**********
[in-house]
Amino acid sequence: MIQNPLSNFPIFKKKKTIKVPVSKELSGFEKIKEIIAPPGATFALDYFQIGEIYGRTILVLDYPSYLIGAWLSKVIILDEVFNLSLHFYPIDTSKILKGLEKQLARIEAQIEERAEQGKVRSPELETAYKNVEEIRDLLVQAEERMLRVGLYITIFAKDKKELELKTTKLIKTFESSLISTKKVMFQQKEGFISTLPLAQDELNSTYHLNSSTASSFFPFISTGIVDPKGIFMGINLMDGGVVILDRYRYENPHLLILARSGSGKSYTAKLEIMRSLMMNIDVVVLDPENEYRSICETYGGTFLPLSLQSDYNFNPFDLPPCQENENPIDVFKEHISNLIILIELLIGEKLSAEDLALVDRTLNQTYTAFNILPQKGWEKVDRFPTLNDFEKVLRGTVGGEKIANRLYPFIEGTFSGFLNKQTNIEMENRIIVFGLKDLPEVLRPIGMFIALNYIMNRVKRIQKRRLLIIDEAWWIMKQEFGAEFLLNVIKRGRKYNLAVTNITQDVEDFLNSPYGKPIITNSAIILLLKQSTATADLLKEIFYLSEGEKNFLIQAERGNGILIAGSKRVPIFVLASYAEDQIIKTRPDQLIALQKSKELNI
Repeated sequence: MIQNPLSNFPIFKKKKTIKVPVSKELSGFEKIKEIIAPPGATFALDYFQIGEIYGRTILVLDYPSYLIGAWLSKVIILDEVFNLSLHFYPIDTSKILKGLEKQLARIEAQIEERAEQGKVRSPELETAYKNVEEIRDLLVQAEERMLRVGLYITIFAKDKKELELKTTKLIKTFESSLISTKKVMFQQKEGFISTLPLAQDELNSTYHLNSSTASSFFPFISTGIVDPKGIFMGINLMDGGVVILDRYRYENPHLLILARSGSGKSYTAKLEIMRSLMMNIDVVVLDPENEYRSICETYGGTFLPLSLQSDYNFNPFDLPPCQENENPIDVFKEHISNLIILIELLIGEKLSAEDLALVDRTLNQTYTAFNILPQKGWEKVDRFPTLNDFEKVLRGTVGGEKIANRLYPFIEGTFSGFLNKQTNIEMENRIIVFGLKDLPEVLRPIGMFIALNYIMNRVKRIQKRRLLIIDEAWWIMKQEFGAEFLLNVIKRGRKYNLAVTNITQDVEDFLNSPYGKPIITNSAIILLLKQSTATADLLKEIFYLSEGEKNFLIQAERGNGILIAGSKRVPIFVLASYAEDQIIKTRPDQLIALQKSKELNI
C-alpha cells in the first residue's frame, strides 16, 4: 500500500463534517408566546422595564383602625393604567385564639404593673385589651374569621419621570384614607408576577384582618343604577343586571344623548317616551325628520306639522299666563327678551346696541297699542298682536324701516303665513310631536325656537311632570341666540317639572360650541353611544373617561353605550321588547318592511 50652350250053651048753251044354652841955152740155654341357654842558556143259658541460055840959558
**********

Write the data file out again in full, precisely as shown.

[in-house]
Amino acid sequence: MIQNPLSNFPIFKKKKTIKVPVSKELSGFEKIKEIIAPPGATFALDYFQIGEIYGRTILVLDYPSYLIGAWLSKVIILDEVFNLSLHFYPIDTSKILKGLEKQLARIEAQIEERAEQGKVRSPELETAYKNVEEIRDLLVQAEERMLRVGLYITIFAKDKKELELKTTKLIKTFESSLISTKKVMFQQKEGFISTLPLAQDELNSTYHLNSSTASSFFPFISTGIVDPKGIFMGINLMDGGVVILDRYRYENPHLLILARSGSGKSYTAKLEIMRSLMMNIDVVVLDPENEYRSICETYGGTFLPLSLQSDYNFNPFDLPPCQENENPIDVFKEHISNLIILIELLIGEKLSAEDLALVDRTLNQTYTAFNILPQKGWEKVDRFPTLNDFEKVLRGTVGGEKIANRLYPFIEGTFSGFLNKQTNIEMENRIIVFGLKDLPEVLRPIGMFIALNYIMNRVKRIQKRRLLIIDEAWWIMKQEFGAEFLLNVIKRGRKYNLAVTNITQDVEDFLNSPYGKPIITNSAIILLLKQSTATADLLKEIFYLSEGEKNFLIQAERGNGILIAGSKRVPIFVLASYAEDQIIKTRPDQLIALQKSKELNI
Repeated sequence: MIQNPLSNFPIFKKKKTIKVPVSKELSGFEKIKEIIAPPGATFALDYFQIGEIYGRTILVLDYPSYLIGAWLSKVIILDEVFNLSLHFYPIDTSKILKGLEKQLARIEAQIEERAEQGKVRSPELETAYKNVEEIRDLLVQAEERMLRVGLYITIFAKDKKELELKTTKLIKTFESSLISTKKVMFQQKEGFISTLPLAQDELNSTYHLNSSTASSFFPFISTGIVDPKGIFMGINLMDGGVVILDRYRYENPHLLILARSGSGKSYTAKLEIMRSLMMNIDVVVLDPENEYRSICETYGGTFLPLSLQSDYNFNPFDLPPCQENENPIDVFKEHISNLIILIELLIGEKLSAEDLALVDRTLNQTYTAFNILPQKGWEKVDRFPTLNDFEKVLRGTVGGEKIANRLYPFIEGTFSGFLNKQTNIEMENRIIVFGLKDLPEVLRPIGMFIALNYIMNRVKRIQKRRLLIIDEAWWIMKQEFGAEFLLNVIKRGRKYNLAVTNITQDVEDFLNSPYGKPIITNSAIILLLKQSTATADLLKEIFYLSEGEKNFLIQAERGNGILIAGSKRVPIFVLASYAEDQIIKTRPDQLIALQKSKELNI
C-alpha cells in the first residue's frame, strides 16, 4: 500500500463534517408566546422595564383602625393604567385564639404593673385589651374569621419621570384614607408576577384582618343604577343586571344623548317616551325628520306639522299666563327678551346696541297699542298682536324701516303665513310631536325656537311632570341666540317639572360650541353611544373617561353605550321588547318592511 50652350250053651048753251044354652841955152740155654341357654842558556143259658541460055840959558